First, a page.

• NSW Police officers check cars crossing from Victoria into New South Wales at a border check point in the NSW-Victoria border town of Albury. (AAP)Source: AAP
The Albury-Wodonga Aboriginal Health Service has welcomed the easing of border restrictions, but warned against becoming complacent in protecting against COVID-19.
By
Keira Jenkins

Source:
NITV News
1 Sep 2020 - 4:14 PM  UPDATED 1 Sep 2020 - 8:00 PM

New South Wales Premier Gladys Berejiklian has announced an easing of restrictions at the NSW-Victoria border that will come into effect on Friday.

Currently, residents with permits to cross the border must stay within a 2.5 kilometre zone, but will be able to travel up to 50 kilometres on either side of the border from Friday.

Albury-Wodonga Aboriginal Health Service (AWAHS) clinic manager Lauren Blatchford told NITV News that the service had been relying on telehealth to deliver health care to many people in the community.

Ms Blatchford said she hopes the easing of the restrictions means people will be able to access the services they need much more easily.

"We're hoping that will increase our community's ability to come and access health care services and hopefully provide more face to face consults that the community definitely rely on," Ms Blatchford said.

"It does also make health care a lot more accessible and easier to provide face to face services so we're hoping it'll have a positive impact."

But Ms Blatchford said although the easing of restrictions is welcome, she warned against becoming complacent when it comes to COVID-19.

"We do have concerns in regard to complacency," she said.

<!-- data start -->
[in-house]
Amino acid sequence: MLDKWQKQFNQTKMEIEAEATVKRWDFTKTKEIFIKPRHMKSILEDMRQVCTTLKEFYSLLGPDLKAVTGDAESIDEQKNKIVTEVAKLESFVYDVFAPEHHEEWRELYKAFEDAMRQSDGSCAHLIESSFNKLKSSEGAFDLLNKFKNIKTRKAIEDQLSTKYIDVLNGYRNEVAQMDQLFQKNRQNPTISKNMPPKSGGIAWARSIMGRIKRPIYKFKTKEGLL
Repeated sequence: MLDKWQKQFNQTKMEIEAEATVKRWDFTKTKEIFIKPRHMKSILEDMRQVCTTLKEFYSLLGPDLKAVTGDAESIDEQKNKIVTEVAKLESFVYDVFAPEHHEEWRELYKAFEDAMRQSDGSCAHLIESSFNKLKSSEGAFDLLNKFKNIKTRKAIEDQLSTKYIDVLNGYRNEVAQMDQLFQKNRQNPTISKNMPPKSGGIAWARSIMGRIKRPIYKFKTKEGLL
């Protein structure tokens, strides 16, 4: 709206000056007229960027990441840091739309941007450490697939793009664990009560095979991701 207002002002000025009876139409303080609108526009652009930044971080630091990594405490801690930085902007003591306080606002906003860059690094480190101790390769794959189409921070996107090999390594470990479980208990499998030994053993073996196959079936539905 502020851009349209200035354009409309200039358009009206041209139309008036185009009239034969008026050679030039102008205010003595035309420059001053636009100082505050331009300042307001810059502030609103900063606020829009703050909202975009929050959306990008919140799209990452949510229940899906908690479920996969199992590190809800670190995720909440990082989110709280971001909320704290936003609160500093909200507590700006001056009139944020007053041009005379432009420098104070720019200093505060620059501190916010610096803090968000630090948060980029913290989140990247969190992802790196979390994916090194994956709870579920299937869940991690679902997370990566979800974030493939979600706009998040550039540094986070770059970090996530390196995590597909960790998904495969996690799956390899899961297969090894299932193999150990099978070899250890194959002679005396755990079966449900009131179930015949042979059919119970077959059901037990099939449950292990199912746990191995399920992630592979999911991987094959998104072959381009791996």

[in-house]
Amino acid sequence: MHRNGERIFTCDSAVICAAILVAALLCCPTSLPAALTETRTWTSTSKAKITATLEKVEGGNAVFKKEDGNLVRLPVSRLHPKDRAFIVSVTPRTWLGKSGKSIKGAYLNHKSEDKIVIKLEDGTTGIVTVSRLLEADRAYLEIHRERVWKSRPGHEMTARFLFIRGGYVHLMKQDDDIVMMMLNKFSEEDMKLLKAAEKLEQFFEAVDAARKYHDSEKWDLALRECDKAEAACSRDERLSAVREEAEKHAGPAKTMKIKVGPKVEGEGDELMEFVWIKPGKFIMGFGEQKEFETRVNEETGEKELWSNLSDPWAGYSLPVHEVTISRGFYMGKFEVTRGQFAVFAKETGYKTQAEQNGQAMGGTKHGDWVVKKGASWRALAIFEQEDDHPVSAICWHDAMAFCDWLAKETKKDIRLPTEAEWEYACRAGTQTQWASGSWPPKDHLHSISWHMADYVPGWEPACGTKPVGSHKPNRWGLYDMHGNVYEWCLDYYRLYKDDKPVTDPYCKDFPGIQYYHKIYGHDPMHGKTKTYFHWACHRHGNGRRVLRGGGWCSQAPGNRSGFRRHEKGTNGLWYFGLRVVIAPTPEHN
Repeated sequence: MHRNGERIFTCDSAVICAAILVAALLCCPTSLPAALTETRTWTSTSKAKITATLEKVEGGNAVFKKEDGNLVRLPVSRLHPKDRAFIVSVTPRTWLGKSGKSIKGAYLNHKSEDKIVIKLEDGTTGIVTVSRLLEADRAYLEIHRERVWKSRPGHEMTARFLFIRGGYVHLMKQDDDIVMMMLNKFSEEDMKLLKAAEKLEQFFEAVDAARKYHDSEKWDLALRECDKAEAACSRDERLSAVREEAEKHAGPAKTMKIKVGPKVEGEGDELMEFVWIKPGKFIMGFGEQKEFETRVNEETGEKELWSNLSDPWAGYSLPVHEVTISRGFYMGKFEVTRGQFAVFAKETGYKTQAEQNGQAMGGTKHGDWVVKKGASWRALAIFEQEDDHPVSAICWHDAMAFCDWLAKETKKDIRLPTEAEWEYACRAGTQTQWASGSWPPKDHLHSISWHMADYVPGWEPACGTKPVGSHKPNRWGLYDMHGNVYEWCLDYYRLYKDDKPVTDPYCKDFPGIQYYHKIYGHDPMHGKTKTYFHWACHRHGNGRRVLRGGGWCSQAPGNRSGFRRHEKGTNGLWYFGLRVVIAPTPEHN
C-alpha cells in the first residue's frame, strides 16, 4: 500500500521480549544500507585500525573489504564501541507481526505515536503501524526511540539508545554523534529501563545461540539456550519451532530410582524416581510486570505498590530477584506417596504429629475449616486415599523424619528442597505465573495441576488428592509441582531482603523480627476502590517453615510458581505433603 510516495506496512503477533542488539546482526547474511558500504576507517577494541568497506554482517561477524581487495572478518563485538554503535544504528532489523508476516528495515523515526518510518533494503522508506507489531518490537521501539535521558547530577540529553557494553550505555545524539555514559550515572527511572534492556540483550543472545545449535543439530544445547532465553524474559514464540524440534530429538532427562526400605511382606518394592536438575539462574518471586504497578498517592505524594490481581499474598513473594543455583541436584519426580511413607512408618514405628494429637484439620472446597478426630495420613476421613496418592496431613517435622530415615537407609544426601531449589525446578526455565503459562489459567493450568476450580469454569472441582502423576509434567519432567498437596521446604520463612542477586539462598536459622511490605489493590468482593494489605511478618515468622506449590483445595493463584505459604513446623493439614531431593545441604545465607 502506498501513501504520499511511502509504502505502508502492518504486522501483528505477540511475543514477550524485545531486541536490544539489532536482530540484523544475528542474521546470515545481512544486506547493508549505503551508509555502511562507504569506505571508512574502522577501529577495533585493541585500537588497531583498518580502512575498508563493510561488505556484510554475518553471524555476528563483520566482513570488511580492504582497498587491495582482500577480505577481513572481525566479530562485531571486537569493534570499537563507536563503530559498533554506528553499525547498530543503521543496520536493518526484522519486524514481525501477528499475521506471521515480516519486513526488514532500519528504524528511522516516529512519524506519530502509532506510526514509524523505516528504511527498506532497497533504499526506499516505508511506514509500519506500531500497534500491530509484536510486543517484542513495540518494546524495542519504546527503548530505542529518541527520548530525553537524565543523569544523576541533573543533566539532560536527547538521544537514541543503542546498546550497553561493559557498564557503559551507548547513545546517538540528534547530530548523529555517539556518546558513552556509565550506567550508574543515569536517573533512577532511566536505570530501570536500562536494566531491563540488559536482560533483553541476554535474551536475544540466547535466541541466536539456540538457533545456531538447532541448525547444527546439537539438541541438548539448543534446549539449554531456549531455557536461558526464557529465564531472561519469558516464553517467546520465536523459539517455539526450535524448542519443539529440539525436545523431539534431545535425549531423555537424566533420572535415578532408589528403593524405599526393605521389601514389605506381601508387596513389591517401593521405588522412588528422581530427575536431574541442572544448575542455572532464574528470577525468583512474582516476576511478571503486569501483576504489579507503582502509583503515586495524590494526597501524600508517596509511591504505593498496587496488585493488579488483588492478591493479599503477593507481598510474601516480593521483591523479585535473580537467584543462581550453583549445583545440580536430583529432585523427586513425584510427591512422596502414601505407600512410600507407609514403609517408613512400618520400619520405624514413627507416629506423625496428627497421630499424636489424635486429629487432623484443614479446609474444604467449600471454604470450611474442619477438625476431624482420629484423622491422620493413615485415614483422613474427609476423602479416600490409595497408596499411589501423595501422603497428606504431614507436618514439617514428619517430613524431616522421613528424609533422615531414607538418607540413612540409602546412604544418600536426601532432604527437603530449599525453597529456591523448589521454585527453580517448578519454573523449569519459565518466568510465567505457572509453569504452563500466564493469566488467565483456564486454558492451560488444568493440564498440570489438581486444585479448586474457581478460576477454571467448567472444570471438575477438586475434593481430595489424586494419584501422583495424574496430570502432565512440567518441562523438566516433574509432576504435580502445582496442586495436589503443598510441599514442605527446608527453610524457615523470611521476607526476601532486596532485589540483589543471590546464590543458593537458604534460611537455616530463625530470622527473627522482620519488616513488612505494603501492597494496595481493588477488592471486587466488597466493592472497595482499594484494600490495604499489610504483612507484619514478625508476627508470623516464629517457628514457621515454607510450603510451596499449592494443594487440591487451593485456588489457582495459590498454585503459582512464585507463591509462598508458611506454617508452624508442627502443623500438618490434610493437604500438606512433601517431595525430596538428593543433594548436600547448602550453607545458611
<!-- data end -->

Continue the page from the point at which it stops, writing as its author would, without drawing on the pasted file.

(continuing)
"Will community and staff be on top of their game with COVID and hand hygiene, mask wearing, that sort of stuff.

"It's always important that, although restrictions are easing, we keep the message out there to be COVID safe and to follow the guidelines as well."

In announcing the easing of restrictions, Premier Berejiklian said the safety of the community was a priority but the border will not remain closed for a day longer than is necessary.

"We have to make sure it's the right thing to do at the right time, and it's in order to make sure we're keeping the community safe," she said.

"I'd rather be having this conversation with you today rather than having a conversation about why there are hundreds of cases in regional New South Wales because of what's happening in Victoria.

"That's certainly a conversation I would never want to have...

"As difficult as it's been, please know the decision of the government and my decision was coming from a place of good intention and, of course, we won't leave the border closed for a day longer than we need to."

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